“Executives in the c-suite must understand that long-term investments can be more advantageous than short-term cost cutting or profit margins, and is certainly in our nation’s best interests.”
History is often defined by its most important technology, giving us eras such as the Bronze Age and the Industrial Revolution. Given their importance, the modern era may go down as the Semiconductor Age. But unless the United States begins making needed investments in this and other key technologies, the future may wind up being the Age of China.
The Semiconductor Spike
It is hard to overstate the importance of semiconductors. The most sophisticated of these computer chips help to control computers, airplanes, and even modern weapons systems. Less sophisticated versions are still critical components of our daily lives and power automobiles, TVs and home appliances.
From an economic and national security standpoint, controlling our supply of semiconductors should be essential. Yet, U.S. companies have spent decades outsourcing and consolidating the manufacturing of this essential technology to other countries.
While once there were 25 companies around the world that produced the most cutting-edge chips, today there are just three – and sadly only one in the United States. Seventy-five percent of global semiconductor manufacturing is now done in Asia, with just 12% done in the United States. This overreliance on foreign countries has left the United States powerless to address the current global semiconductor shortage.
During the COVID-19 pandemic, demand for electronics spiked and with it, so did the demand for semiconductors. As semiconductor firms have struggled to meet this demand, the downstream effects have been extraordinary. Americans are now faced with shortages of smartphones, dishwashers, microwaves and array of other consumer goods. The automobile industry has been hit particularly hard, with companies like General Motors shutting down production plants and an estimated 7 million units of planned vehicle construction having been lost. Right now, if you need it, we don’t have it.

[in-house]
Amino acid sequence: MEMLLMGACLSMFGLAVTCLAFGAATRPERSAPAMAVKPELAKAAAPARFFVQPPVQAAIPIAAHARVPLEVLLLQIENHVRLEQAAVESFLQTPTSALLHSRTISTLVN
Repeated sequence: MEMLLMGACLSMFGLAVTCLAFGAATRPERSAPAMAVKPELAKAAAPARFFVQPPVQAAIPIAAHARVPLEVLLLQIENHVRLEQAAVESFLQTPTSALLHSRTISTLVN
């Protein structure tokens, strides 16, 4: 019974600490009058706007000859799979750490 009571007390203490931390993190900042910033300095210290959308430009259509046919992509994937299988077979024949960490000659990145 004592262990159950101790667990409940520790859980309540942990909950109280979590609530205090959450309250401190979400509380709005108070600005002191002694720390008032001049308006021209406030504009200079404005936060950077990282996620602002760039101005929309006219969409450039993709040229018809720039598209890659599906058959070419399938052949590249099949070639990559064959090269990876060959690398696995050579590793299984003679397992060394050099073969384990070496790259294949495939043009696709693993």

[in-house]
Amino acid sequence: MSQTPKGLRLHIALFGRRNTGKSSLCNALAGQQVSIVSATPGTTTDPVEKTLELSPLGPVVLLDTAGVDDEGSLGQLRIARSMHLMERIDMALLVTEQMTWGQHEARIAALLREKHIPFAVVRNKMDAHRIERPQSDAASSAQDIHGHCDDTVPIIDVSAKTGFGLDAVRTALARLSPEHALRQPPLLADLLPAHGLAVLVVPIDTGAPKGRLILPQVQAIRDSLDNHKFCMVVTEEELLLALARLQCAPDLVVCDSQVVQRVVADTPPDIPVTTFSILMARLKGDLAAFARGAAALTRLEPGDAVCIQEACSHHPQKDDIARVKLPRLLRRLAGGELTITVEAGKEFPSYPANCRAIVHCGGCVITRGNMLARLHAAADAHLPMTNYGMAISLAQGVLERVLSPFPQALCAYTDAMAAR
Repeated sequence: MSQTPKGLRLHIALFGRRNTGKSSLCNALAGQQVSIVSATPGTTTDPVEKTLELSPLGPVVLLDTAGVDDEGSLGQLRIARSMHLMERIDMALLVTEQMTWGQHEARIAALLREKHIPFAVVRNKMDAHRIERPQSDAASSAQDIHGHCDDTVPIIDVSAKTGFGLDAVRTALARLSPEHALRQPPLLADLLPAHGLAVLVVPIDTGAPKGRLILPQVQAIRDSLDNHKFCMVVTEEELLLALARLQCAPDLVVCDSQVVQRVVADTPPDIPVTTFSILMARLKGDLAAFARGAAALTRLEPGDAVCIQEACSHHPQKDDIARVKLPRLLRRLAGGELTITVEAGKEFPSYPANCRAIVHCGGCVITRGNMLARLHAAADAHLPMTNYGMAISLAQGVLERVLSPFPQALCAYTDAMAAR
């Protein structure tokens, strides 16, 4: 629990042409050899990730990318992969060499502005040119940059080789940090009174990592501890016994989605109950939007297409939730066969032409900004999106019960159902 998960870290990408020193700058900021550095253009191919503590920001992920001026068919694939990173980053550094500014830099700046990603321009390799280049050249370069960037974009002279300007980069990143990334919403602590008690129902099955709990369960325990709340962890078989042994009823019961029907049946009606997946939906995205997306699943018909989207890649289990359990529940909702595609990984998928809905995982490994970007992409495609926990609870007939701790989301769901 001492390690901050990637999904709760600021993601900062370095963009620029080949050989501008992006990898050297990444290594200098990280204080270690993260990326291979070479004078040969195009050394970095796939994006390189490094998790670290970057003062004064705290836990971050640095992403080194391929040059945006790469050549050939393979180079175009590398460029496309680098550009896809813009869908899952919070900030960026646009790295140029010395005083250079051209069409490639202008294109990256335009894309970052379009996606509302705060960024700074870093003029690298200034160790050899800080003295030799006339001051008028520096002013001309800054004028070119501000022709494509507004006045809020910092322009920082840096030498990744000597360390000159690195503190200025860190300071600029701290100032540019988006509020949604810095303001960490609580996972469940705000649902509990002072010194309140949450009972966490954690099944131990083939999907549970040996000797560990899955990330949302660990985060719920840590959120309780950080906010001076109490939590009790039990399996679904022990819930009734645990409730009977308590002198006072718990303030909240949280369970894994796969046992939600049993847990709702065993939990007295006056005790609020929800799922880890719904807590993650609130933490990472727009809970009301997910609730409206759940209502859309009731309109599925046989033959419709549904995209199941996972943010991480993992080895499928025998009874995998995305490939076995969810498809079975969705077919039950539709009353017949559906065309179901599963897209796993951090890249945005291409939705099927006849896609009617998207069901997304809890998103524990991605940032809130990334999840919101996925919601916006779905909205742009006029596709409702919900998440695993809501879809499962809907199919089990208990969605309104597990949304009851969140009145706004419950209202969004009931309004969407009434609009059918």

Leaders and Followers
The United States should be an economic leader, but our overreliance on outsourcing has turned us into a follower. If our nation is to remain competitive, we must focus on the things that got us there in the first place: greater investments in innovation, as well as research and development.
Most importantly, the development of new technologies and innovations must go hand-in-hand with an emphasis on keeping these advancements, intellectual property, and jobs here in the United States. If we don’t, other nations will gladly take the lead role economically in the 21st century.
The Chinese government knows this and is already exploiting it. A new report from McKinsey & Company noted that China’s R&D expenditures increased threefold from 2009 to 2019. China has now overtaken Germany and Japan to become the world’s second biggest spender on R&D, after the United States, and as a result, China is now the world’s largest generator of new patents.
China understands the importance of not just creating new technologies, but of building technological independence. They are seeking to build key technologies and products without having to rely on the support of other nations. In the process, these investments will stimulate economic activity and spur greater innovation for their country. The United States must match them.
Long-Term Thinking Can Preserve U.S. Leadership
Earlier this year, the U.S. Senate passed legislation that would increase federal funding for semiconductor research, authorize hundreds of billions more into research and development, and strengthen ties between private companies and research universities. This approach is a good first step and acknowledges the growing economic threat we face from China.
As our government is seeking to take new approaches and make new investments, so must private industry here in the United States. Executives in the c-suite must understand that long-term investments can be more advantageous than short-term cost cutting or profit margins, and is certainly in our nation’s best interests.
By investing in R&D, manufacturing, and education, the United States can reverse the present course and maintain our global economic leadership. If we don’t, we will soon cede that leadership to China and any other nation willing to invest in their own future. This is something the United States must address if we wish to remain a global leader in the 21st century.
Image Source: Deposit Photos
Image ID: 31248541